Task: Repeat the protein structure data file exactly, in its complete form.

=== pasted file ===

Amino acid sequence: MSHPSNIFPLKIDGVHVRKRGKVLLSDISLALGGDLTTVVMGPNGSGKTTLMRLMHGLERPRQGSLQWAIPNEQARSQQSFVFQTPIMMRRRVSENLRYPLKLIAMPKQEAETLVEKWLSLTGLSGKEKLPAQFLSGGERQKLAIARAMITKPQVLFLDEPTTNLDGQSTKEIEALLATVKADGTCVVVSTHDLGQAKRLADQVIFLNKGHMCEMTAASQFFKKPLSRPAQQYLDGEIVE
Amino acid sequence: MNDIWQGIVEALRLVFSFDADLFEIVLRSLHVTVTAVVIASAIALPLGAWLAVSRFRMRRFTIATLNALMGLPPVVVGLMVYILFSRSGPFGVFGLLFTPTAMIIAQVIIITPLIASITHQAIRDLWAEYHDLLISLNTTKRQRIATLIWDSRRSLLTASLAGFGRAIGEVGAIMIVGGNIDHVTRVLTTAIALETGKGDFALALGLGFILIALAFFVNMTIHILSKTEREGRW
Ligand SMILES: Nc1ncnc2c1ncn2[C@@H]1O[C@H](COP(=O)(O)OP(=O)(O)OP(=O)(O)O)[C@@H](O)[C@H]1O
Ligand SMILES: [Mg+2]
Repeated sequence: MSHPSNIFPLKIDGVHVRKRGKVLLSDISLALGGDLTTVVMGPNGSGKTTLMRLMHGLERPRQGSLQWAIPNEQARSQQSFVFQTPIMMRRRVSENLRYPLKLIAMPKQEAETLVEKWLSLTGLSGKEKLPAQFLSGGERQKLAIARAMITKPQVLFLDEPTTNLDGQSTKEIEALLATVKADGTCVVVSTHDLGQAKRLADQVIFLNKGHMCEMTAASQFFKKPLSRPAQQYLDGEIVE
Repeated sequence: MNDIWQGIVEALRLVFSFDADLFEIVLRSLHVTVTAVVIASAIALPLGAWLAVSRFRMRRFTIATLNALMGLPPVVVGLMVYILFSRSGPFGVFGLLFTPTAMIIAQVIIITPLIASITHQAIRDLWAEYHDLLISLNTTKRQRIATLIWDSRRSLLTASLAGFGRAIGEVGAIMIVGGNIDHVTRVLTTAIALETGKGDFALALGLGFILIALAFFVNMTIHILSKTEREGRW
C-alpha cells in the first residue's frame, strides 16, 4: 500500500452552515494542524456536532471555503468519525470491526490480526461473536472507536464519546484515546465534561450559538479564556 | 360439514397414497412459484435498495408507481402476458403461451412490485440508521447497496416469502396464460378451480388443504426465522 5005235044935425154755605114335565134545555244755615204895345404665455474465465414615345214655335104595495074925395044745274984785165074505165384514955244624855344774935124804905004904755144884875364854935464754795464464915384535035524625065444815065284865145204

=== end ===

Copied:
Amino acid sequence: MSHPSNIFPLKIDGVHVRKRGKVLLSDISLALGGDLTTVVMGPNGSGKTTLMRLMHGLERPRQGSLQWAIPNEQARSQQSFVFQTPIMMRRRVSENLRYPLKLIAMPKQEAETLVEKWLSLTGLSGKEKLPAQFLSGGERQKLAIARAMITKPQVLFLDEPTTNLDGQSTKEIEALLATVKADGTCVVVSTHDLGQAKRLADQVIFLNKGHMCEMTAASQFFKKPLSRPAQQYLDGEIVE
Amino acid sequence: MNDIWQGIVEALRLVFSFDADLFEIVLRSLHVTVTAVVIASAIALPLGAWLAVSRFRMRRFTIATLNALMGLPPVVVGLMVYILFSRSGPFGVFGLLFTPTAMIIAQVIIITPLIASITHQAIRDLWAEYHDLLISLNTTKRQRIATLIWDSRRSLLTASLAGFGRAIGEVGAIMIVGGNIDHVTRVLTTAIALETGKGDFALALGLGFILIALAFFVNMTIHILSKTEREGRW
Ligand SMILES: Nc1ncnc2c1ncn2[C@@H]1O[C@H](COP(=O)(O)OP(=O)(O)OP(=O)(O)O)[C@@H](O)[C@H]1O
Ligand SMILES: [Mg+2]
Repeated sequence: MSHPSNIFPLKIDGVHVRKRGKVLLSDISLALGGDLTTVVMGPNGSGKTTLMRLMHGLERPRQGSLQWAIPNEQARSQQSFVFQTPIMMRRRVSENLRYPLKLIAMPKQEAETLVEKWLSLTGLSGKEKLPAQFLSGGERQKLAIARAMITKPQVLFLDEPTTNLDGQSTKEIEALLATVKADGTCVVVSTHDLGQAKRLADQVIFLNKGHMCEMTAASQFFKKPLSRPAQQYLDGEIVE
Repeated sequence: MNDIWQGIVEALRLVFSFDADLFEIVLRSLHVTVTAVVIASAIALPLGAWLAVSRFRMRRFTIATLNALMGLPPVVVGLMVYILFSRSGPFGVFGLLFTPTAMIIAQVIIITPLIASITHQAIRDLWAEYHDLLISLNTTKRQRIATLIWDSRRSLLTASLAGFGRAIGEVGAIMIVGGNIDHVTRVLTTAIALETGKGDFALALGLGFILIALAFFVNMTIHILSKTEREGRW
C-alpha cells in the first residue's frame, strides 16, 4: 500500500452552515494542524456536532471555503468519525470491526490480526461473536472507536464519546484515546465534561450559538479564556 | 360439514397414497412459484435498495408507481402476458403461451412490485440508521447497496416469502396464460378451480388443504426465522 5005235044935425154755605114335565134545555244755615204895345404665455474465465414615345214655335104595495074925395044745274984785165074505165384514955244624855344774935124804905004904755144884875364854935464754795464464915384535035524625065444815065284865145204